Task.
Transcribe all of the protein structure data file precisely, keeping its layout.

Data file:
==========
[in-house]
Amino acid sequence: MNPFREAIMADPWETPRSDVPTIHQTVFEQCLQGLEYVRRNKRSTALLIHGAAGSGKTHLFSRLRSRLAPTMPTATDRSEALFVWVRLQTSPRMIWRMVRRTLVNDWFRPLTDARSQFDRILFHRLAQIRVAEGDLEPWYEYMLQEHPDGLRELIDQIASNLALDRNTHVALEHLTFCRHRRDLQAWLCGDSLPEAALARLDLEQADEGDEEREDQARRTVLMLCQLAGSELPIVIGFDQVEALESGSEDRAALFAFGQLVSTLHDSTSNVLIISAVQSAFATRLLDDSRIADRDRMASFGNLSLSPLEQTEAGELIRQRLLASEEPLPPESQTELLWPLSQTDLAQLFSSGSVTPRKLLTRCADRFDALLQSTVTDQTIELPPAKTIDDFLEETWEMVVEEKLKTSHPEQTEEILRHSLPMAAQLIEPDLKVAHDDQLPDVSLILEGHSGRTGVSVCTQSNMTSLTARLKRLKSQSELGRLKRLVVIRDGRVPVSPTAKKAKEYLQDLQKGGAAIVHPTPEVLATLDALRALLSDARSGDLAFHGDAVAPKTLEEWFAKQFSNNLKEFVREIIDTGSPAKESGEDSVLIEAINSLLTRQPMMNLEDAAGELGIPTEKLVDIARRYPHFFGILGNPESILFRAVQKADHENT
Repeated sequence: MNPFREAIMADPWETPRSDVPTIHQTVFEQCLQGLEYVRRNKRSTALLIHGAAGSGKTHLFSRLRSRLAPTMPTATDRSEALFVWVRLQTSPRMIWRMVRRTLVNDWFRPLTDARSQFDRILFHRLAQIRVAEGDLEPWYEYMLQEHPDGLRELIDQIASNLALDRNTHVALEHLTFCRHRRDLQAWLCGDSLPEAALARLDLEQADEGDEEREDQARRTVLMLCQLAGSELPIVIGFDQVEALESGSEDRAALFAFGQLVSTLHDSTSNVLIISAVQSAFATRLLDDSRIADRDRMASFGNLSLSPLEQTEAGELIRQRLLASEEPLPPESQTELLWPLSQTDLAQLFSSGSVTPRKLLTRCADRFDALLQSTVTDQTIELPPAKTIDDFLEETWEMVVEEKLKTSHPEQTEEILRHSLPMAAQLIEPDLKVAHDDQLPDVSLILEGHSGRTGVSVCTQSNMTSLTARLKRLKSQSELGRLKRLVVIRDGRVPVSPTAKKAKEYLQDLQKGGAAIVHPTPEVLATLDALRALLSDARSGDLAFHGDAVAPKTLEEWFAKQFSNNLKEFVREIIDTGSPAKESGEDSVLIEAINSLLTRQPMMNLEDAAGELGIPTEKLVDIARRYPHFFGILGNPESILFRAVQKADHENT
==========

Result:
[in-house]
Amino acid sequence: MNPFREAIMADPWETPRSDVPTIHQTVFEQCLQGLEYVRRNKRSTALLIHGAAGSGKTHLFSRLRSRLAPTMPTATDRSEALFVWVRLQTSPRMIWRMVRRTLVNDWFRPLTDARSQFDRILFHRLAQIRVAEGDLEPWYEYMLQEHPDGLRELIDQIASNLALDRNTHVALEHLTFCRHRRDLQAWLCGDSLPEAALARLDLEQADEGDEEREDQARRTVLMLCQLAGSELPIVIGFDQVEALESGSEDRAALFAFGQLVSTLHDSTSNVLIISAVQSAFATRLLDDSRIADRDRMASFGNLSLSPLEQTEAGELIRQRLLASEEPLPPESQTELLWPLSQTDLAQLFSSGSVTPRKLLTRCADRFDALLQSTVTDQTIELPPAKTIDDFLEETWEMVVEEKLKTSHPEQTEEILRHSLPMAAQLIEPDLKVAHDDQLPDVSLILEGHSGRTGVSVCTQSNMTSLTARLKRLKSQSELGRLKRLVVIRDGRVPVSPTAKKAKEYLQDLQKGGAAIVHPTPEVLATLDALRALLSDARSGDLAFHGDAVAPKTLEEWFAKQFSNNLKEFVREIIDTGSPAKESGEDSVLIEAINSLLTRQPMMNLEDAAGELGIPTEKLVDIARRYPHFFGILGNPESILFRAVQKADHENT
Repeated sequence: MNPFREAIMADPWETPRSDVPTIHQTVFEQCLQGLEYVRRNKRSTALLIHGAAGSGKTHLFSRLRSRLAPTMPTATDRSEALFVWVRLQTSPRMIWRMVRRTLVNDWFRPLTDARSQFDRILFHRLAQIRVAEGDLEPWYEYMLQEHPDGLRELIDQIASNLALDRNTHVALEHLTFCRHRRDLQAWLCGDSLPEAALARLDLEQADEGDEEREDQARRTVLMLCQLAGSELPIVIGFDQVEALESGSEDRAALFAFGQLVSTLHDSTSNVLIISAVQSAFATRLLDDSRIADRDRMASFGNLSLSPLEQTEAGELIRQRLLASEEPLPPESQTELLWPLSQTDLAQLFSSGSVTPRKLLTRCADRFDALLQSTVTDQTIELPPAKTIDDFLEETWEMVVEEKLKTSHPEQTEEILRHSLPMAAQLIEPDLKVAHDDQLPDVSLILEGHSGRTGVSVCTQSNMTSLTARLKRLKSQSELGRLKRLVVIRDGRVPVSPTAKKAKEYLQDLQKGGAAIVHPTPEVLATLDALRALLSDARSGDLAFHGDAVAPKTLEEWFAKQFSNNLKEFVREIIDTGSPAKESGEDSVLIEAINSLLTRQPMMNLEDAAGELGIPTEKLVDIARRYPHFFGILGNPESILFRAVQKADHENT